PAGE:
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Buryzone leaves living room

THE INFLUENTIAL private contemporary art organisation the Buryzone has taken a new name, moved to a new location, and set a new mission. Now called Burundi, presumably after the African country, the Slovak art centre is relocating to SNP Square 12. There it will provide the public with technological and educational resources related to multimedia art and culture, and theoretical study.
In the new space the group will run a media studio, an information lab, and a multipurpose exhibition hall. There will also be a publication centre.

THE INFLUENTIAL private contemporary art organisation the Buryzone has taken a new name, moved to a new location, and set a new mission. Now called Burundi, presumably after the African country, the Slovak art centre is relocating to SNP Square 12. There it will provide the public with technological and educational resources related to multimedia art and culture, and theoretical study.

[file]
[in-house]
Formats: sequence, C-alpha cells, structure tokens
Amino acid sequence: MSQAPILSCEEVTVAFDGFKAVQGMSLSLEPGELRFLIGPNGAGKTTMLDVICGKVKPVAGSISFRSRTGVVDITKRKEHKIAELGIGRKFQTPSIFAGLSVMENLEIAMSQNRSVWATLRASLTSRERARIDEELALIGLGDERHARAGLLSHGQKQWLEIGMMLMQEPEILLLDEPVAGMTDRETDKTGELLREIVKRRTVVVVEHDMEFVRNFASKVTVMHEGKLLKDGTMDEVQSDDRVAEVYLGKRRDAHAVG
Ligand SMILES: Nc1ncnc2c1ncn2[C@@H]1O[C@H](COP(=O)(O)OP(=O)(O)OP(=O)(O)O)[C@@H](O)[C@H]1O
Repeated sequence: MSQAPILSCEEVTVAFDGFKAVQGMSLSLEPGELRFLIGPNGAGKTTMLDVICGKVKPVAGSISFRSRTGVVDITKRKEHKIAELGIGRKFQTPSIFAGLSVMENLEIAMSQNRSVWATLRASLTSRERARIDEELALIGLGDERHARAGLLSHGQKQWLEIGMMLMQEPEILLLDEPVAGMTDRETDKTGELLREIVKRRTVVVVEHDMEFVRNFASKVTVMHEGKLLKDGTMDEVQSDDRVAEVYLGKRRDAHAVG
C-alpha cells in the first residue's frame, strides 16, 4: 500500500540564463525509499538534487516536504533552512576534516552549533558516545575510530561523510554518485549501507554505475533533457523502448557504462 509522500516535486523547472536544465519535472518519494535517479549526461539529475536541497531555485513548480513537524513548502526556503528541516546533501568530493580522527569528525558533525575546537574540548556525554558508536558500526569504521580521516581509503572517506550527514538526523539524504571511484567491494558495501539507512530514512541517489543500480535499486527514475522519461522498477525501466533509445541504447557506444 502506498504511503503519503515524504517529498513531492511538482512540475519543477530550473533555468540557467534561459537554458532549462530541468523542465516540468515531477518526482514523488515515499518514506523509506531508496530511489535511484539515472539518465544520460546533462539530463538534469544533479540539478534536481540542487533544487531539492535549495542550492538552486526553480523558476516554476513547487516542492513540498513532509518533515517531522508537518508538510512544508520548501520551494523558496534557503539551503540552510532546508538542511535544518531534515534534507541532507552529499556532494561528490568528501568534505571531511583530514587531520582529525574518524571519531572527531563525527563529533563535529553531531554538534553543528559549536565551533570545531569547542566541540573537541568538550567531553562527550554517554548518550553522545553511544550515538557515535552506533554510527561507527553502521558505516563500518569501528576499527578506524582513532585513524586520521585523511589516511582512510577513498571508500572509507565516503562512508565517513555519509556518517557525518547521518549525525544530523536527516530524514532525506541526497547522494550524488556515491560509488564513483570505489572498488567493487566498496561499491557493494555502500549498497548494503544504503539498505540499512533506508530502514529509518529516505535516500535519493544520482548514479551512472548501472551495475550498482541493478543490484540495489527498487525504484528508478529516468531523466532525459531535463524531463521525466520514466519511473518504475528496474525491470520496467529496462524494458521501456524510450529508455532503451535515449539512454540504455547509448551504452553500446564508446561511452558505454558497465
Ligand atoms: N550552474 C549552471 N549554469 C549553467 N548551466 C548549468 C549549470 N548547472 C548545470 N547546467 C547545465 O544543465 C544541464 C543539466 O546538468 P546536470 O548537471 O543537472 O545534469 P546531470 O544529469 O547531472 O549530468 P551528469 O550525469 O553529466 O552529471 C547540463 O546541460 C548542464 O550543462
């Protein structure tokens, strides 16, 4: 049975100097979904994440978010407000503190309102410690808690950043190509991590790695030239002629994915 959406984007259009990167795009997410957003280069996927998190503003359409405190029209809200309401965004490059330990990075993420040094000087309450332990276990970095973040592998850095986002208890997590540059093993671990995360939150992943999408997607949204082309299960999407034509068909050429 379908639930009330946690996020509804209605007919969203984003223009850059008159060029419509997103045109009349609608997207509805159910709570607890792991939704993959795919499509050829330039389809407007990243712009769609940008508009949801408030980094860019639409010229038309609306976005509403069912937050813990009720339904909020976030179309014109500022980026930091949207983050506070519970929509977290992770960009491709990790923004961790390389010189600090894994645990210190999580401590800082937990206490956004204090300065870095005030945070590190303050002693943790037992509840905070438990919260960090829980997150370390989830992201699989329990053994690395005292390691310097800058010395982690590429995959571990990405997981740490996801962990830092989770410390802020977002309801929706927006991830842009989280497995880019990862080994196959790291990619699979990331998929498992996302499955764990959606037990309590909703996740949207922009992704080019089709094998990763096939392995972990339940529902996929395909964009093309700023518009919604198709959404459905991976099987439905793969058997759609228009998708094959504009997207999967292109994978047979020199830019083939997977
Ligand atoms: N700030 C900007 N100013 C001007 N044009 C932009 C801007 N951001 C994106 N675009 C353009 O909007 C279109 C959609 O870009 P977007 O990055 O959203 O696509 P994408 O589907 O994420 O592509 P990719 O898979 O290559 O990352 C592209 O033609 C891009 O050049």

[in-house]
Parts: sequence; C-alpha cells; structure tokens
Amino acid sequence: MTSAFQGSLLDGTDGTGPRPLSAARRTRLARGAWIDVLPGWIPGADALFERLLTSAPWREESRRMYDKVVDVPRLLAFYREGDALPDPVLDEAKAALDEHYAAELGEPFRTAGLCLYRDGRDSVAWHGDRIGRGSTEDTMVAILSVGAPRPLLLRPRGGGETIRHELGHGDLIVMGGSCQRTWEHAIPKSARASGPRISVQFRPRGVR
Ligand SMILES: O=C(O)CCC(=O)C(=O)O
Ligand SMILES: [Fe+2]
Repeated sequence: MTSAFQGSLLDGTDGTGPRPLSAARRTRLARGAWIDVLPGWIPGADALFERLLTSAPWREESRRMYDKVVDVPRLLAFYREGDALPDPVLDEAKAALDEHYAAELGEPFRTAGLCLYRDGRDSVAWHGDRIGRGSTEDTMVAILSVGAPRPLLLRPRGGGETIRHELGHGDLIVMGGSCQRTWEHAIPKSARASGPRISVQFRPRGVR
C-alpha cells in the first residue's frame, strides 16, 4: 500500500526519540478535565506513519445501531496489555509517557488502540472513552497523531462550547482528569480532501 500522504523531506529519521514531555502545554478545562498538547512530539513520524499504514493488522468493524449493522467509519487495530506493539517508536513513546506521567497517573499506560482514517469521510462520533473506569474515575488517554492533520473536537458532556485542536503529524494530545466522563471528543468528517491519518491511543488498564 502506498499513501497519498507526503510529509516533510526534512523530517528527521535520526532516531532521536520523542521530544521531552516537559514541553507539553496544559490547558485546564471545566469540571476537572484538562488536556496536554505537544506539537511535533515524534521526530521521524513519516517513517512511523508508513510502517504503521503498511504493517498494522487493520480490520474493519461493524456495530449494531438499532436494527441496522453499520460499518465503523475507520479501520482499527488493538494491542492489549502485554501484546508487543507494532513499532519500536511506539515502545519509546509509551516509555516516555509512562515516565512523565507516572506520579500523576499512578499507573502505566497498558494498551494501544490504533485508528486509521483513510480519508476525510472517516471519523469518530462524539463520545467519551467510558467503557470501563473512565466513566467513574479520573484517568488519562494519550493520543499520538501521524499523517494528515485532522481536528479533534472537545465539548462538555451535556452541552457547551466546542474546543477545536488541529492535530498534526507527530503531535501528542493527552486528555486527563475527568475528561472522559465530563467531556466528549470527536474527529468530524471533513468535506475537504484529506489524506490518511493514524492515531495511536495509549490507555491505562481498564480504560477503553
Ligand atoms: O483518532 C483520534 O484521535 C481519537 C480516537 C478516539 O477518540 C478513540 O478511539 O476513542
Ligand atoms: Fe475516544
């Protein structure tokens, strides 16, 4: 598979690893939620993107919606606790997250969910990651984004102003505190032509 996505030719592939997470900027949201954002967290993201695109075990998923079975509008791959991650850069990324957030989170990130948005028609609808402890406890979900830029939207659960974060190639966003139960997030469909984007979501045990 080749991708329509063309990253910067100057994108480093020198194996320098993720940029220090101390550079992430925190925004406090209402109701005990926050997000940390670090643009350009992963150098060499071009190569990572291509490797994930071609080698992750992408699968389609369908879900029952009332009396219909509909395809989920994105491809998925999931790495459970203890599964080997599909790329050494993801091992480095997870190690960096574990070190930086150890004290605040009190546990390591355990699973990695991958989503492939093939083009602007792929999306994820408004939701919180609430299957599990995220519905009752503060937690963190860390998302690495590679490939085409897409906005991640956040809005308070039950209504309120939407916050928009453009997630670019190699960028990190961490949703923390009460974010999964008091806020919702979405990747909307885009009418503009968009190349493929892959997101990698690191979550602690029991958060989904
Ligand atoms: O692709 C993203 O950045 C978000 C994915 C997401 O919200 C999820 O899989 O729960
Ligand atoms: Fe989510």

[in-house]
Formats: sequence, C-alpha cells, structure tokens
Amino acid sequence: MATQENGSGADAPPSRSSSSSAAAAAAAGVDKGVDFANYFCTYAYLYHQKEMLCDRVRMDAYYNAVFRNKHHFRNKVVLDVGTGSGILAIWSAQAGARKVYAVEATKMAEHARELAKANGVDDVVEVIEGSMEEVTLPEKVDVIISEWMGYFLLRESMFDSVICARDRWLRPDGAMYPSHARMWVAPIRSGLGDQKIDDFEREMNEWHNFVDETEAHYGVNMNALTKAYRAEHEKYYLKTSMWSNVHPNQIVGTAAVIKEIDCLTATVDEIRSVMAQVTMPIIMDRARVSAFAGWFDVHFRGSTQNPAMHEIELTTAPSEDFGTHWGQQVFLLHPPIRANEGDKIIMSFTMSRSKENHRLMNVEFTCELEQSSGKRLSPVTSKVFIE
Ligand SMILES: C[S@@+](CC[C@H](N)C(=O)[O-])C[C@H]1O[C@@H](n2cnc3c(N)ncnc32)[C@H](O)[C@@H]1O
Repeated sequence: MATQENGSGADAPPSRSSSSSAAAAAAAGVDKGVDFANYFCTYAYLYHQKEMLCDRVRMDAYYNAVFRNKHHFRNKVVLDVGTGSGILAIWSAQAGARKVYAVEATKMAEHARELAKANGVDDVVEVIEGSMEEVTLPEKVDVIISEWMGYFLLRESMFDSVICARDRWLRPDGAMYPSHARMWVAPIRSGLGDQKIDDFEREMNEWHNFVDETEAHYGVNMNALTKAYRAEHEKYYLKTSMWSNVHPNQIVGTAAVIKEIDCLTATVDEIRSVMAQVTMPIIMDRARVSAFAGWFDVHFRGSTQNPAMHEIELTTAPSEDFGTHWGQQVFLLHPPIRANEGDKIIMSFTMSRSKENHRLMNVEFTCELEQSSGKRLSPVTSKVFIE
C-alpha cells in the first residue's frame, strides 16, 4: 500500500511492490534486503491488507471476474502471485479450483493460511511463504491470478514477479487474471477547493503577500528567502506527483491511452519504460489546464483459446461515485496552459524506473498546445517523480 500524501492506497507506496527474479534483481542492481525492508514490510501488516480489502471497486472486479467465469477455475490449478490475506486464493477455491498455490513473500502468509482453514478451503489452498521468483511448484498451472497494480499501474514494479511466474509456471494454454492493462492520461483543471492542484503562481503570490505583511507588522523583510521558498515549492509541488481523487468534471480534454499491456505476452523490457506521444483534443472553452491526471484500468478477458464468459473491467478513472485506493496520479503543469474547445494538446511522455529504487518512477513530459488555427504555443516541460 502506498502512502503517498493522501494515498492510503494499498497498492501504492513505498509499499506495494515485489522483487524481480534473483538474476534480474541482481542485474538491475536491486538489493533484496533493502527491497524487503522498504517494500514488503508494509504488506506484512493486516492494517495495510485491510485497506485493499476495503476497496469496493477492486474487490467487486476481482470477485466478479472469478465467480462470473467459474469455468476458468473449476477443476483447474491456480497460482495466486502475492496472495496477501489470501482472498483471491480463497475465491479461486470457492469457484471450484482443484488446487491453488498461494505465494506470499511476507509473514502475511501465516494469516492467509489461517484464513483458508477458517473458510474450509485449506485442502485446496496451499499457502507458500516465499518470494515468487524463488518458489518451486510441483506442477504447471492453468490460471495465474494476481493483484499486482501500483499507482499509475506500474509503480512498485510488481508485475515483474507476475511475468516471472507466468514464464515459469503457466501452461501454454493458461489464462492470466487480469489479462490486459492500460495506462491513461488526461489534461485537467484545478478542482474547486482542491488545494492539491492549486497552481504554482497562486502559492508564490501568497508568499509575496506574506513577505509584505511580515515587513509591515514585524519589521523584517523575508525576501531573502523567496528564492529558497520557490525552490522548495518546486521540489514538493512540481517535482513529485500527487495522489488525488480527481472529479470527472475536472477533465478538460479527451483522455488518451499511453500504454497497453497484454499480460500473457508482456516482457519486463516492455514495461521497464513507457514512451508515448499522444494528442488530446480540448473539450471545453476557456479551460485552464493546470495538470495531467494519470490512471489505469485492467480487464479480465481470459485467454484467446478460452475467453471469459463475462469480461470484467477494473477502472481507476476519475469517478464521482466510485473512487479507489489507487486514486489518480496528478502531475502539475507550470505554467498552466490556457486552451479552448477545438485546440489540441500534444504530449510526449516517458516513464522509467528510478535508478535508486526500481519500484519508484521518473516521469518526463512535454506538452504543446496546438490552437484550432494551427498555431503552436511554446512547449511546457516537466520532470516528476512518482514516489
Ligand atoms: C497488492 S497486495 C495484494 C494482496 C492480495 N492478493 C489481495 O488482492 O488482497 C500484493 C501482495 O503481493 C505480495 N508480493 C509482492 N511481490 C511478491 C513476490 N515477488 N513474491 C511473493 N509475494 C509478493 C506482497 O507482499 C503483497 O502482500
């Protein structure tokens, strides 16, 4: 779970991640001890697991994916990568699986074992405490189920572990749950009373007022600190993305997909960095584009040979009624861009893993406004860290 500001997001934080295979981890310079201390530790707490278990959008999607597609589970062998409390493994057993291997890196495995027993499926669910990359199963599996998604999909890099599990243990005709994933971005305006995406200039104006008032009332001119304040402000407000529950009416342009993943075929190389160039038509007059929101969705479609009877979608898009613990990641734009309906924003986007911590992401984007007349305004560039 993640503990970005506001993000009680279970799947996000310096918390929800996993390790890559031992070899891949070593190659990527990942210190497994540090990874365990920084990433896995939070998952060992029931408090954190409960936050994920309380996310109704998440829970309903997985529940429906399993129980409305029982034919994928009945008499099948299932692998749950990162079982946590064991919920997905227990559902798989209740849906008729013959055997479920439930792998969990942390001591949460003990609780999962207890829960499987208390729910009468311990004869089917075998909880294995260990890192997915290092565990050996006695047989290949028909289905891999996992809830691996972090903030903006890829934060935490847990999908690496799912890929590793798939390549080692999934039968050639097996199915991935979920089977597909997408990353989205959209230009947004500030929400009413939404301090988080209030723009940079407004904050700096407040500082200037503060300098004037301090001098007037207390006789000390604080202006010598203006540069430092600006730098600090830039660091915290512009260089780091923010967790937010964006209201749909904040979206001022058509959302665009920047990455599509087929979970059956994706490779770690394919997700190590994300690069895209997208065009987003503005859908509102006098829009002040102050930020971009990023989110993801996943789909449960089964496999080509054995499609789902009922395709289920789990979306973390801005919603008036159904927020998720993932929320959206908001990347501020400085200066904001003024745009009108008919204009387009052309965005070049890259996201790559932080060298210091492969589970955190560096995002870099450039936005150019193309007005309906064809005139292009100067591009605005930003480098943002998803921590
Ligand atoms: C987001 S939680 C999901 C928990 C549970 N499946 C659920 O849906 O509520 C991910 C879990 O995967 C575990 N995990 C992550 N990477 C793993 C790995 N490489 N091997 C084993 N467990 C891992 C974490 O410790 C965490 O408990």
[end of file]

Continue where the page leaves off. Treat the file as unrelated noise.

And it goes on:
In the new space the group will run a media studio, an information lab, and a multipurpose exhibition hall. There will also be a publication centre. The related HIT Gallery, which opened at Hviezdoslavovo Square 18 at the end of last year, will host exhibitions and events focusing on new local and international art scenes, an activity to which the Buryzone had been dedicated.

Burundi shares the space on SNP Square with three other groups, who together form the A4-Zero Space, a non-profit centre of contemporary theatre, dance, music, film, visual culture, and new media art. The other members are the Association for Contemporary Opera, the Association for Contemporary Dance, and Atrakt Art - Society for Advanced Arts and Culture.

Burundi's previous name referred to puffed rice, one of the friendlier and more innocuous snack foods, and offered a living-room style event and exhibition space in a quasi-residential neighbourhood outside of the city centre. The old name, they say, was specific to the character of their previous location and had to be left behind.

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